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Foothills to Floods Jun 30

Two of the past three posts are set in the hills of West Virginia. Let’s drive out to South Dakota where the biggest hill is an ant hill. I used to live in this part of the country, and the picture below looks kind of familiar. I used to go for motorcycle rides along the river, picking up a lot of relaxation and at least one really nasty sunburn. That was before I had the sense to wear long pants on a motorcycle.

I think that's the town of Scotland in the upper left corner of this photo, taken by NASA's Earth Observatory.

The river is almost 20 feet above its normal banks. Look closely and you can see the meandering traces of the river’s normal channel, especially toward the right side of the picture. This is the James River, called the Jim River by the locals. The flooding looks rather well managed, doesn’t it? In exchange for the occasional scrubbing behind the ears, the farmers with fields in the flood plain get a nice fresh coating of topsoil for their crops. No expensive and undependable levees.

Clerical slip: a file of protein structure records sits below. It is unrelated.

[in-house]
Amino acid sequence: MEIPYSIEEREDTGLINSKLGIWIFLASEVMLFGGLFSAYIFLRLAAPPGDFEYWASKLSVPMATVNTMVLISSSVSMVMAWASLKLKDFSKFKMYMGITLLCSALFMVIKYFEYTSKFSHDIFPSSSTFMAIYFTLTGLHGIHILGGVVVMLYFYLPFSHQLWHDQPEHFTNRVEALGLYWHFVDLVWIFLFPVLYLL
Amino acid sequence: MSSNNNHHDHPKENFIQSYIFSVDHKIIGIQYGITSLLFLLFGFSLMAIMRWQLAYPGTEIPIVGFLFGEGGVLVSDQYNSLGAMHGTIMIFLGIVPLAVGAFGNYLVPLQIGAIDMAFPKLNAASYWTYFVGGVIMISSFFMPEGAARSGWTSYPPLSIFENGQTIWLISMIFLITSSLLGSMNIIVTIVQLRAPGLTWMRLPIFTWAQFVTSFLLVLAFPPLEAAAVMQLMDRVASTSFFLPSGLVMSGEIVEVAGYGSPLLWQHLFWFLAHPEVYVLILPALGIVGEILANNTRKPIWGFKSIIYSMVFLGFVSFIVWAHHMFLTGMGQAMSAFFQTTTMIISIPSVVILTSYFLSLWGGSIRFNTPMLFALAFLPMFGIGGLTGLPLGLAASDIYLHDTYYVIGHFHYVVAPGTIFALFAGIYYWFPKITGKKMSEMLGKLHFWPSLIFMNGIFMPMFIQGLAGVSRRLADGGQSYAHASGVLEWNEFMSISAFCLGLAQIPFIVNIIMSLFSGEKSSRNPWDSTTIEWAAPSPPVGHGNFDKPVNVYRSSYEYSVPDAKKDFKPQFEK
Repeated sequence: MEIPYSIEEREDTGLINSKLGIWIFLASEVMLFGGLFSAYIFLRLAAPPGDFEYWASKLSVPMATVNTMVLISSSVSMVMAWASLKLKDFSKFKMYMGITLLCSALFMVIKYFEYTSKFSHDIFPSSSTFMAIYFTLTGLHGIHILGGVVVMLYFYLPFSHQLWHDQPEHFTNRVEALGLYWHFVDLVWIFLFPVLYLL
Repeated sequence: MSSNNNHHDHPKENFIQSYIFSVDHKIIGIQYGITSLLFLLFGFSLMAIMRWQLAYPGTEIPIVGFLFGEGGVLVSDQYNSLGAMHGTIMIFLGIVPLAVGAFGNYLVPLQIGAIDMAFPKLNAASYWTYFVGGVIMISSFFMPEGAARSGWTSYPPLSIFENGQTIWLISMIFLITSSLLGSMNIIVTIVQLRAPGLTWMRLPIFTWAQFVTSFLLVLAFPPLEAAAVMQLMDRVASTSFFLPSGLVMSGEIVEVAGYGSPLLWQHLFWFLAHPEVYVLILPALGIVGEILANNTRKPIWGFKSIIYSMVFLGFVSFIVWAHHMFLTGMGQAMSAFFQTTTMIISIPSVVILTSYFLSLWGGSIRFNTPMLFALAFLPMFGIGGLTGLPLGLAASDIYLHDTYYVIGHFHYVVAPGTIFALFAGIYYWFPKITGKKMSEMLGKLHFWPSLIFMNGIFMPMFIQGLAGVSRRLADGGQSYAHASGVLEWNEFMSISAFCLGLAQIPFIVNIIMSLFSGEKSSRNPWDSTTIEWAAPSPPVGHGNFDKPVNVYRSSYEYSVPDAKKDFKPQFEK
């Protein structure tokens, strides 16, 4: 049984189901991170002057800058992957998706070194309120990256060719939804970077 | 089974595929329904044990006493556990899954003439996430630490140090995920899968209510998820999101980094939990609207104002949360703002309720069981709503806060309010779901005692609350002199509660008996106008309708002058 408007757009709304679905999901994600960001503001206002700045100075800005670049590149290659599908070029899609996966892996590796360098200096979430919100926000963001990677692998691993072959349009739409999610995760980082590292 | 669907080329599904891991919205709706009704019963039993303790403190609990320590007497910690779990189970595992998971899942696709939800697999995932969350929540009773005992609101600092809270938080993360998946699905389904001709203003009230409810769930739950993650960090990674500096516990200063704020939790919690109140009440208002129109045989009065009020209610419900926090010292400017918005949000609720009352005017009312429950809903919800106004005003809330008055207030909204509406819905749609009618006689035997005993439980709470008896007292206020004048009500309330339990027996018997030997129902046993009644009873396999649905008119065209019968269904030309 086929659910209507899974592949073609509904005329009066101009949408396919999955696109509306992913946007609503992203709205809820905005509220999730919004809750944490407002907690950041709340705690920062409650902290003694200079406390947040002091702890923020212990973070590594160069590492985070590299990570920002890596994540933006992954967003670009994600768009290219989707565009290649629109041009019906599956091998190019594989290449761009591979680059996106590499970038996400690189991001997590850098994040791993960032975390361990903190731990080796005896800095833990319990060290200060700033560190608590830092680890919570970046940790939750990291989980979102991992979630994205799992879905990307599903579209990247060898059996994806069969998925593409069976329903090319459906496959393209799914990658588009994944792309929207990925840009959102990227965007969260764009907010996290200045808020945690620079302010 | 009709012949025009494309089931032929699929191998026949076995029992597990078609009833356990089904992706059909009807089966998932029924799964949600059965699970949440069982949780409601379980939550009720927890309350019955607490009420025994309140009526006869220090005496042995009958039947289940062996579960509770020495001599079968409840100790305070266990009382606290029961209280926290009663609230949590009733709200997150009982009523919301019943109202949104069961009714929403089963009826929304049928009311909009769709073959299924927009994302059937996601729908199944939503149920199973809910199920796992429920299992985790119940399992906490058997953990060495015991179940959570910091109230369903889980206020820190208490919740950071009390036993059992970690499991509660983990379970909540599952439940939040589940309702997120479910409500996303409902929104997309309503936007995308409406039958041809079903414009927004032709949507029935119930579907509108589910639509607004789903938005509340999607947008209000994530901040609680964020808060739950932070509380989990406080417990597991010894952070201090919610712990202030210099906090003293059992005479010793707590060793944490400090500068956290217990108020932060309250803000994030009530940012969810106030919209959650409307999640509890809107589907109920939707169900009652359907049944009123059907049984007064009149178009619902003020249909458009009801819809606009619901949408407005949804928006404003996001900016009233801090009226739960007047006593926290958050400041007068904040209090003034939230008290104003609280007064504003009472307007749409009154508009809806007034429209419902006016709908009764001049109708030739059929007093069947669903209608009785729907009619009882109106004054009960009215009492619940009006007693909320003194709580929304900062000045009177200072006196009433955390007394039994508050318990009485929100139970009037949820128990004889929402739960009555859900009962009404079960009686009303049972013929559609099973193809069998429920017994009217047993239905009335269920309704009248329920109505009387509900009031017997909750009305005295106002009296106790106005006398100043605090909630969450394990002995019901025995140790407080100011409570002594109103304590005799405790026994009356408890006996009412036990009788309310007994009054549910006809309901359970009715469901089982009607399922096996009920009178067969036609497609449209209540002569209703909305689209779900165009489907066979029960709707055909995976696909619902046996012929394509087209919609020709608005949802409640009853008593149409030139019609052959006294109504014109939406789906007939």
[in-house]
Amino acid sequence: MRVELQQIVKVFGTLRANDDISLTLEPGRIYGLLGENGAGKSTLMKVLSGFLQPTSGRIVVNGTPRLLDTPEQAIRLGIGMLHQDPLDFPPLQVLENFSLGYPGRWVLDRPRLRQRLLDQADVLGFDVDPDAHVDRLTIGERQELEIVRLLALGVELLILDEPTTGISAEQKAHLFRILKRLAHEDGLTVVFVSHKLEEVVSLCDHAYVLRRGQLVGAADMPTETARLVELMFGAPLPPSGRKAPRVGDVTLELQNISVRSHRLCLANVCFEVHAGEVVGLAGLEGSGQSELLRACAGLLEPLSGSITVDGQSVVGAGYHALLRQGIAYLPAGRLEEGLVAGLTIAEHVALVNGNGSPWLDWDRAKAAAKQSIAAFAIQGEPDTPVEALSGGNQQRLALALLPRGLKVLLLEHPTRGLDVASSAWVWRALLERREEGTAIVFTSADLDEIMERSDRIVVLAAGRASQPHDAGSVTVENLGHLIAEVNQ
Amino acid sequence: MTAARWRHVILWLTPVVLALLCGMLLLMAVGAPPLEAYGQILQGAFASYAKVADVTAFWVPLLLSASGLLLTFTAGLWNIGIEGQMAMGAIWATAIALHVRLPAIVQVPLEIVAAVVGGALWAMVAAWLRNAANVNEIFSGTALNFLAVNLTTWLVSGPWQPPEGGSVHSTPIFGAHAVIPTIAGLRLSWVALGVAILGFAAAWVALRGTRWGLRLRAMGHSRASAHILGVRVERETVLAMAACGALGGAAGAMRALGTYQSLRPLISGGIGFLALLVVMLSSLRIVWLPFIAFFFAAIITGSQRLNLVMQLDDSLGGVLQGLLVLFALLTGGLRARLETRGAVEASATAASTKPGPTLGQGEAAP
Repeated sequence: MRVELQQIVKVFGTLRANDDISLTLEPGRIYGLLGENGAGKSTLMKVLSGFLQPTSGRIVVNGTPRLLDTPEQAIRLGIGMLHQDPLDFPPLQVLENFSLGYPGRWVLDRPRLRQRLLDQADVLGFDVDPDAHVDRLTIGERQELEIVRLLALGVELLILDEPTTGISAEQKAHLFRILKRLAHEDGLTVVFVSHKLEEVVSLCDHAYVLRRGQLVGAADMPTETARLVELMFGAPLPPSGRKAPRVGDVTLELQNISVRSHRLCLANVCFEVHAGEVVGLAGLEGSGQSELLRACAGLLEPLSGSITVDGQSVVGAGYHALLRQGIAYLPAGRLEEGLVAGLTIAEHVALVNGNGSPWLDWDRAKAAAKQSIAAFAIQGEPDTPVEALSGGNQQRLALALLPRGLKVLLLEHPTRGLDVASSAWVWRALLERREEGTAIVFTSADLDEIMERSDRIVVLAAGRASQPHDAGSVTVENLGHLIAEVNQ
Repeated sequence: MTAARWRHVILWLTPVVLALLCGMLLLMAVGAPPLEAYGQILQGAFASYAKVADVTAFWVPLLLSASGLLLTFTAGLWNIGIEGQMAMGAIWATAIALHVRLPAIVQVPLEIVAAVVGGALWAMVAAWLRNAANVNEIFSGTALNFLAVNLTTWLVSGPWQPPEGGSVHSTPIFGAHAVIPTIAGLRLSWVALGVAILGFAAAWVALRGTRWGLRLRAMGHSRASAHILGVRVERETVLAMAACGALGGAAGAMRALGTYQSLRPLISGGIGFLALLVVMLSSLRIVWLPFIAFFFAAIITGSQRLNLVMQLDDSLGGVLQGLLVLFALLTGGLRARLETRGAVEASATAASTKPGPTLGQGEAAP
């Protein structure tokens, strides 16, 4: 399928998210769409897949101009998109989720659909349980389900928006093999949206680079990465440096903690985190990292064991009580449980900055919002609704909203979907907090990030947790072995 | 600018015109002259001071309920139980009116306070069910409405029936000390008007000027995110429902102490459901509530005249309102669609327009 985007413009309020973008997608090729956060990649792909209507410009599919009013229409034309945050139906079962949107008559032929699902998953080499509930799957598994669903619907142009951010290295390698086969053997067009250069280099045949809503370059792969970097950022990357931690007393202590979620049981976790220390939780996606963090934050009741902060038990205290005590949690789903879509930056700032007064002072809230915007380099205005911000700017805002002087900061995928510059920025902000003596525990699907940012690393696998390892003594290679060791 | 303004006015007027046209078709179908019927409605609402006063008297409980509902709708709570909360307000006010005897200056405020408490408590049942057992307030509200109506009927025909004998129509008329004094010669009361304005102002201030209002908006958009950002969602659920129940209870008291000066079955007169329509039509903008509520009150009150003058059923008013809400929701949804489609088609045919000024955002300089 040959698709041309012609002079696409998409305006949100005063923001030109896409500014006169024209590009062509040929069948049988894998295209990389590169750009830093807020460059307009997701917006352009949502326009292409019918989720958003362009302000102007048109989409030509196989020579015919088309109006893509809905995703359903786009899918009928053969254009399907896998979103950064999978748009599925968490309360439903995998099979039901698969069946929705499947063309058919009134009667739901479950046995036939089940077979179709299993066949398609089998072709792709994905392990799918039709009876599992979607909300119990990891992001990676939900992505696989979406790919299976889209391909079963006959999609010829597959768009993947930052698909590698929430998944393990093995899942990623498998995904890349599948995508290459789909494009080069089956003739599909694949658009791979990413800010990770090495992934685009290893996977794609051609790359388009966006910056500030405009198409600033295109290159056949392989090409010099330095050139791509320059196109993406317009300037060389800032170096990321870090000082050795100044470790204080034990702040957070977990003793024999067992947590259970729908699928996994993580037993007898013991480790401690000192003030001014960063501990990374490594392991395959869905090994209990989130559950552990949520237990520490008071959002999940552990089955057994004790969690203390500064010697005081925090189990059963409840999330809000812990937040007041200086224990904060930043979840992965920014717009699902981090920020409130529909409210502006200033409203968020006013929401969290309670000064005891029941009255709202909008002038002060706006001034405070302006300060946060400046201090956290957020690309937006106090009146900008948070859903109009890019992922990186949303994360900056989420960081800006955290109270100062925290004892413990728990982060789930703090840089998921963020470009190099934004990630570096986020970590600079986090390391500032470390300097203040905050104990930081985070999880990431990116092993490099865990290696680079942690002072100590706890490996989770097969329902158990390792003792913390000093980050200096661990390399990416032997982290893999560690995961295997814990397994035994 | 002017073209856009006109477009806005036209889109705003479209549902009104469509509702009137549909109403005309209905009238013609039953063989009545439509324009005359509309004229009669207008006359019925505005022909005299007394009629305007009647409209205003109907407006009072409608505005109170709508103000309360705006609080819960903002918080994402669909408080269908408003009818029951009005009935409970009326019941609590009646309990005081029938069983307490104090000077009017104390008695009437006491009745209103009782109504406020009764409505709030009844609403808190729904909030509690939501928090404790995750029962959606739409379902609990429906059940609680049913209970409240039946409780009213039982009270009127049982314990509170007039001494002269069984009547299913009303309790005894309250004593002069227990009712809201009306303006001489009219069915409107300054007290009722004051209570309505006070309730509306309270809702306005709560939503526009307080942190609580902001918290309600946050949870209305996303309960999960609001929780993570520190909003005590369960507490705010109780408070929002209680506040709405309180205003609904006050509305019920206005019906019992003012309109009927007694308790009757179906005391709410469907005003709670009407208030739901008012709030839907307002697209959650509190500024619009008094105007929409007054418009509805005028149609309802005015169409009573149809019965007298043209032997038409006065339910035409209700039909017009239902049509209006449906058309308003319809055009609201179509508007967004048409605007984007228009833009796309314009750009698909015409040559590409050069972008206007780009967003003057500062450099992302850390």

You might expect a place like rural South Dakota to be boring, but if you travel along the river, the scenery is pretty nice. Look across the farmland and you get a feel for how big our country is, and towns like Scotland are a mild-mannered break from the mild-mannered river, even at flood stage. ¬†Activities are, shall we say, less commercialized than you’ll find in a more heavily populated vacation spot. If you hop in your car right now, you might make it out there in time for the 4-H Horse Show on July 1. Well, maybe not. Next year, though. The population is 891, so everyone will be there, and they’ll all want to meet you, find out who these new people are.

You can stay an the Hometown Inn on Main Street, or use the campground a few feet away on the edge of town. Or sleep on the riverbank next to your bike.

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